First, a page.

In some cases, ISIS fighters forced civilians from villages south of Mosul to move to areas under their control as they retreated from Iraqi forces’ attacks. Local officials, activists and a resident of al-Qayyara district, who spoke to Amnesty over the phone from an ISIS-controlled area, said that civilians were kept in schools, homes and other locations near ISIS fighters in Hamam Al-Alil after being forced to move from their homes further south. 
 
Lynn Maalouf, Deputy Director for Research at Amnesty International’s Beirut regional office, said:
 
“ISIS’s utter disregard for the safety of civilians and their apparently deliberate use of human shields is putting people trapped in areas of active conflict at even greater risk, as Iraqi forces advance. 
 
“Using civilians to shield yourself from attack is a war crime. But even in cases when ISIS fighters are holding civilians as human shields, this does not absolve Iraqi and coalition forces from the obligation to take their presence into account, take all feasible precautions to minimise harm to civilians, and avoid launching attacks that could cause disproportionate harm to civilians.
 
“With more than a million people believed to be still trapped in Mosul and its outskirts, the risks to civilians are sky high.”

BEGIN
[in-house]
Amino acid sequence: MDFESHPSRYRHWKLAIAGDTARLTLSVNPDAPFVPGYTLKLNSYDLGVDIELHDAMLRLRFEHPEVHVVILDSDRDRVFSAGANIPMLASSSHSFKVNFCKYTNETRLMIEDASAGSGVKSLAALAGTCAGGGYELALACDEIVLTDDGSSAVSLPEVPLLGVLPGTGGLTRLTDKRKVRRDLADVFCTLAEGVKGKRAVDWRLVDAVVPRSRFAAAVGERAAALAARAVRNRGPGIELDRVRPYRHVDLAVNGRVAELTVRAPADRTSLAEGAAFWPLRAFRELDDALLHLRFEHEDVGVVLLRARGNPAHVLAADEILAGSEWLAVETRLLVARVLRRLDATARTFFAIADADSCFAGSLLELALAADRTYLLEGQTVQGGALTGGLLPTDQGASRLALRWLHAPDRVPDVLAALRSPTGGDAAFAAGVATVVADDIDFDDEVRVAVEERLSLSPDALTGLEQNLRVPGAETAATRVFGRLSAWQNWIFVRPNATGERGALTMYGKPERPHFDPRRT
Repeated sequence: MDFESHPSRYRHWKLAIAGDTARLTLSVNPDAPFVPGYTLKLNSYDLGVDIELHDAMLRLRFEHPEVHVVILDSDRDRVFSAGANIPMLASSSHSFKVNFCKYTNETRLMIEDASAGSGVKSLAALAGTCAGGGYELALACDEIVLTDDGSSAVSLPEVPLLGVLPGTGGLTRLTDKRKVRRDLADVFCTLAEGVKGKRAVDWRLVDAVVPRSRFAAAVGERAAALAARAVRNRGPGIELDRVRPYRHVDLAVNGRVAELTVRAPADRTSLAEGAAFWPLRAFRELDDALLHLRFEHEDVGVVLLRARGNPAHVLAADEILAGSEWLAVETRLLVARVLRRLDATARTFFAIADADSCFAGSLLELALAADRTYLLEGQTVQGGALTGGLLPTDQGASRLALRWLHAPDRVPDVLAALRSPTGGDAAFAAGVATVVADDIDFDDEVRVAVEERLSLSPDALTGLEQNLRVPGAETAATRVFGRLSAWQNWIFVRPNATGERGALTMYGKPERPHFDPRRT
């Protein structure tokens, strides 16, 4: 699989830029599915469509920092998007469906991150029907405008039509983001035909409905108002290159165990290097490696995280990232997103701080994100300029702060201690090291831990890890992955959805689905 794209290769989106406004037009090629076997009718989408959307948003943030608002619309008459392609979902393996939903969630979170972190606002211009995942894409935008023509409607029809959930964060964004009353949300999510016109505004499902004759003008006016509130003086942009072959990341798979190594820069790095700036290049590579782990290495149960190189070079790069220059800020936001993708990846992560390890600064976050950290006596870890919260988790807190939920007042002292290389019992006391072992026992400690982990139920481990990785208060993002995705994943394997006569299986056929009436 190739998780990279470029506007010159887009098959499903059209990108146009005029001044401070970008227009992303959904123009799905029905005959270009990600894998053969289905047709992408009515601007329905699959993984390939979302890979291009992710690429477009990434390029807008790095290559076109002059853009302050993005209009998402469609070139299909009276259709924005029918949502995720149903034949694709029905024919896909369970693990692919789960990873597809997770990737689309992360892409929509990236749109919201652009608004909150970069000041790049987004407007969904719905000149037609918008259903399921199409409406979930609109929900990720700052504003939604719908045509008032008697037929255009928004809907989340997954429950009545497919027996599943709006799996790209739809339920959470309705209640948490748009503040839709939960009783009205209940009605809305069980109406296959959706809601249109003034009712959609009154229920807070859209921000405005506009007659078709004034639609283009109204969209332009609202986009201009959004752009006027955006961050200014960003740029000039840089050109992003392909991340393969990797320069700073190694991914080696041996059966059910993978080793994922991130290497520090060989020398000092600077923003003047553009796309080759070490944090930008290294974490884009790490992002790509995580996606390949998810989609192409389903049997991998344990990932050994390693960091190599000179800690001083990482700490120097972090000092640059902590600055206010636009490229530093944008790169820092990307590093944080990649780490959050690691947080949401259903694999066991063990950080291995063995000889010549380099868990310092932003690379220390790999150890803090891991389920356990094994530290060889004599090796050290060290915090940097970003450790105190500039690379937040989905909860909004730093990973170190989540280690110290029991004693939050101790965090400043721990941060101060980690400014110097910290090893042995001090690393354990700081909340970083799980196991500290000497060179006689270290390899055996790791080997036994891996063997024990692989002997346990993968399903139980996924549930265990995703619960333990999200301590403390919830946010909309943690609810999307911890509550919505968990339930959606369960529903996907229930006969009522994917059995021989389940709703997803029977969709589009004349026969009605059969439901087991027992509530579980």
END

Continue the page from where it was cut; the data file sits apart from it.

Farmer killed during ISIS-government clashes

Relatives told Amnesty that a farmer and father of eight from the Tab Zawa village in Bashiqa district of Ninewa Governorate, northeast of Mosul, was at home with nine family members when he was fatally wounded during clashes between ISIS and government forces on Tuesday. Since then the village has been retaken by Iraqi forces, including the elite Golden Brigade of the Counter Terrorism Service, who evacuated civilians and handed them over to Kurdish forces. On the same day, two young brothers, aged six and five, were wounded by shrapnel while at home in Tab Zawa village. Their father told Amnesty that a fence struck by what he believed to be a rocket collapsed on him and his two sons as they ran outside to a shelter they had dug in the garden: 
 
“My two boys were hit, and we couldn’t even take them to a hospital or clinic because fighting raged on. We just tried to stop the bleeding and clean the wounds. On the following morning, they were transported in ambulances to a hospital in Erbil, and my oldest son had an operation on his back.”
 

People in KRG-controlled camps not permitted to leave

Those currently in KRG-controlled camps are not being permitted to leave the camps except for medical treatment in cases of acute emergency. Even in such cases, relatives are forbidden from accompanying patients. Such restrictions, along with the prohibition of the use of mobile phones by recent arrivals, even apply to those who have undergone security screening to determine whether they have links to ISIS. The Kurdish authorities are justifying these restrictions on security grounds – though Amnesty has repeatedly called on the Kurdish authorities to lift all arbitrary and discriminatory restrictions on the freedom of movement of internally-displaced people. 
 
By 26 October, more than 10,500 people had been displaced since the launch of coalition military operations to retake Mosul, while up to 1.5 million people are believed to remain trapped in Mosul and its outskirts.